To SAVE a busy housewife from frequent annoyance by unwelcome callers, a doorbell that works only upon the insertion of a dime is soon to be marketed. The coin slides into an inside receptacle, where it closes an electric contact that permits the bell to be rung.
FROM spare auto and motorcycle parts, a Chicago mechanic has built a freak vehicle which he calls a “turtle on wheels.” The total cost, he says, was about twenty-five dollars. Made of corrugated metal, the turtle-shell body extends beyond the wheels on each side, reducing wind resistance.
MINIATURE microphones, placed on a singer’s chest and forehead, as shown above, supplement standard equipment in making electrical transcriptions at a Los Angeles, Calif., studio. By this method, the originator says, it is possible to make a record that sounds even better than the voice of the performer in person, since the small microphones pick up tones undistorted by faulty nose or mouth technique.
Microscopes, airplanes, and electrical devices now used in mapping the treasure-holding domes beneath earth's surface
WIRE NETTING GUARDS TELEPHONE LINES
RARE BEETLE IS FOUND IN TENNESSEE CAVE
FABULOUS treasure in the world's lost oil fields is today the goal of a new search. It is being sought by a new school of scientific detectives—men who read clues from microscopic bugs dead millions of years, or from photographs snapped from an airplane at a 10.000-foot altitude; who sound the earth with miniature electric vibrators, release migrating electric currents to explore hidden depths, measure changes of one-millionth part in the earth’s gravitational field, or follow a trail of radium to subterranean levels never before probed by man.
NO TIME is lost in calling any particular physician in one of New York's big hospitals, where a new paging system has just been installed. When a telephone call for a doctor is received at the central switchboard, it is referred to an operator who, finding the doctor is in the hospital, repeats his name before a microphone.
TINY cells are whirled to destruction, while powerful lenses magnify the miniature cataclysm, in a new microscope centrifuge perfected by Dr. Gustav Fassin, University of Rochester optical expert, and shown below. Specimens placed on a whirling disk within the instrument are spun at a speed of four miles a minute.
HOUSEHOLD fuses are giants compared with a series of miniature fuses recently placed on the market. The smallest of these is made of platinum wire one thirtieth the diameter of a human hair. It is so delicate it cannot be seen by the naked eye.
AN ODD instrument aboard the British survey ship Challenger, which bears a party of explorers on a nine-month trip to chart the Labrador coast, looks like a foreshortened cannon. The device, shown in action at left, is known as a hydrographic camera and will aid in mapping rocks dangerous to navigation.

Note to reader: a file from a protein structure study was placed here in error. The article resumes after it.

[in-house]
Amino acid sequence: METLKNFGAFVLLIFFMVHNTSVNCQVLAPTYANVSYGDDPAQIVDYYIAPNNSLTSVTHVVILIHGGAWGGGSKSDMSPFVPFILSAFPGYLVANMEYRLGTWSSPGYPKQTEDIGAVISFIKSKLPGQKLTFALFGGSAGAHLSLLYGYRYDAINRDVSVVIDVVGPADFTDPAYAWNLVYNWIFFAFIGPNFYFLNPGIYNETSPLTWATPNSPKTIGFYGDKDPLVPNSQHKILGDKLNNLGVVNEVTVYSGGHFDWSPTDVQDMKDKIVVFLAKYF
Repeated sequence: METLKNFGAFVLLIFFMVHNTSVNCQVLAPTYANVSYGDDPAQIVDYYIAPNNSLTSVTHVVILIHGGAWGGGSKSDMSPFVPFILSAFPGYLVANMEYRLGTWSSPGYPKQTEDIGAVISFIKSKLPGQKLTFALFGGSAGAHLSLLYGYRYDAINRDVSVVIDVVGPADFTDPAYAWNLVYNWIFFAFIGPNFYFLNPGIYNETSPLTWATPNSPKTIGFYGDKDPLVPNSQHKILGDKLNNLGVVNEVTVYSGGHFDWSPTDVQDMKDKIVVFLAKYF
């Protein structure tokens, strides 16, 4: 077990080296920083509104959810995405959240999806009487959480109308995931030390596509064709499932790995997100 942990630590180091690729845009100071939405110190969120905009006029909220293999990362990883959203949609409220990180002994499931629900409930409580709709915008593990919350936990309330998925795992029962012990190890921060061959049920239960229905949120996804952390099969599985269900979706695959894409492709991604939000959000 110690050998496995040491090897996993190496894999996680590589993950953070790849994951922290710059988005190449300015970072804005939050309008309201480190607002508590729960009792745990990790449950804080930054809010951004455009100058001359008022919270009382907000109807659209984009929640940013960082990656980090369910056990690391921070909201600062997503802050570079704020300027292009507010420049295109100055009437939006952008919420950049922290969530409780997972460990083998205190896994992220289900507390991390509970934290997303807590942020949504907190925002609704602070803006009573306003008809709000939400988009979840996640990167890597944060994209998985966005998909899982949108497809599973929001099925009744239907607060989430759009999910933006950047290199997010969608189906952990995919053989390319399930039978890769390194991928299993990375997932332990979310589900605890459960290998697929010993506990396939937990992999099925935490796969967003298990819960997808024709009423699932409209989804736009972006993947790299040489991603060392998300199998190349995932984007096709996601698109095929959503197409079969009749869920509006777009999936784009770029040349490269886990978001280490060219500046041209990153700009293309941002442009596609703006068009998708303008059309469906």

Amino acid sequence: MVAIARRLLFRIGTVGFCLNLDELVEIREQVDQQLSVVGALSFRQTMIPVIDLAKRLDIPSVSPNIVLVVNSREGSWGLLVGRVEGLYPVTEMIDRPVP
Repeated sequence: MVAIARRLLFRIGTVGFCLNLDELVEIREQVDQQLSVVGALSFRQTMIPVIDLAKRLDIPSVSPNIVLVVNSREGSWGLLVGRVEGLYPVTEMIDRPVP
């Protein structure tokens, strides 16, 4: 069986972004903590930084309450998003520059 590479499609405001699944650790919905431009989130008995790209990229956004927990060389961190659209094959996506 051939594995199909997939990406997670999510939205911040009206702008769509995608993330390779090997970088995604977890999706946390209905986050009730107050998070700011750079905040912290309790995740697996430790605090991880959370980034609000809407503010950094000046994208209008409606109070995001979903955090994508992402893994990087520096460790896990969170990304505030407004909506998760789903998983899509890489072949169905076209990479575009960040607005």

CLIPPINGS pasted in a scrapbook, recently put upon the market by an eastern manufacturer, do not make it bulge. Every other page is perforated so that it may be torn out as the preceding page is pasted up, as shown in the photograph at right.
Blimp Carries Vertical Antenna for Radio Broadcast
TRAILING from the bottom of a baby blimp 1,500 feet in the air, a 500-foot antenna recently sent out experimental broadcasts near Pittsburgh, Pa. Engineers of Station KDKA, the pioneer radio station that first broadcast popular programs in America, recently conducted the tests to determine the effect of a long-sending aerial operating vertically to the earth instead of parallel to it, as is the case with conventional broadcasting equipment.
TO AID in surveying the plant and animal life of Lake Constance, on the German-Swiss border, scientists have devised a contrivance known as a submarine sledge. Trailed on a wire beneath a launch, the sledge scrapes along the bottom on ski-like runners and collects specimens in a net.
So COMPACT it may be tucked away readily in a vest pocket, a new gage makes the measurement of small thicknesses as easy as telling time by a watch. The jaws are opened by a wheel beneath the index finger, and close automatically over the object to be measured when the wheel is released, as shown in photo at right.
FOUR centuries or more ago, a Mayan sculptor in Guatemala laid down his tools and surveyed a stone monument he had just completed. Twice as tall as a man, it depicted a Buddha-like figure seated in a niche. Illustrated above, this monument, and other rare treasures of early Mayan culture, have just been unearthed and forwarded to the University of Pennsylvania Museum at Philadelphia, Pa.
PLANT wizards and inventors have succeeded in reducing the size of gardens to a point where products formerly requiring an acre or two of space, can be raised in the back yard, or even indoors. Several paths have been followed in reducing garden size without lowering the yield.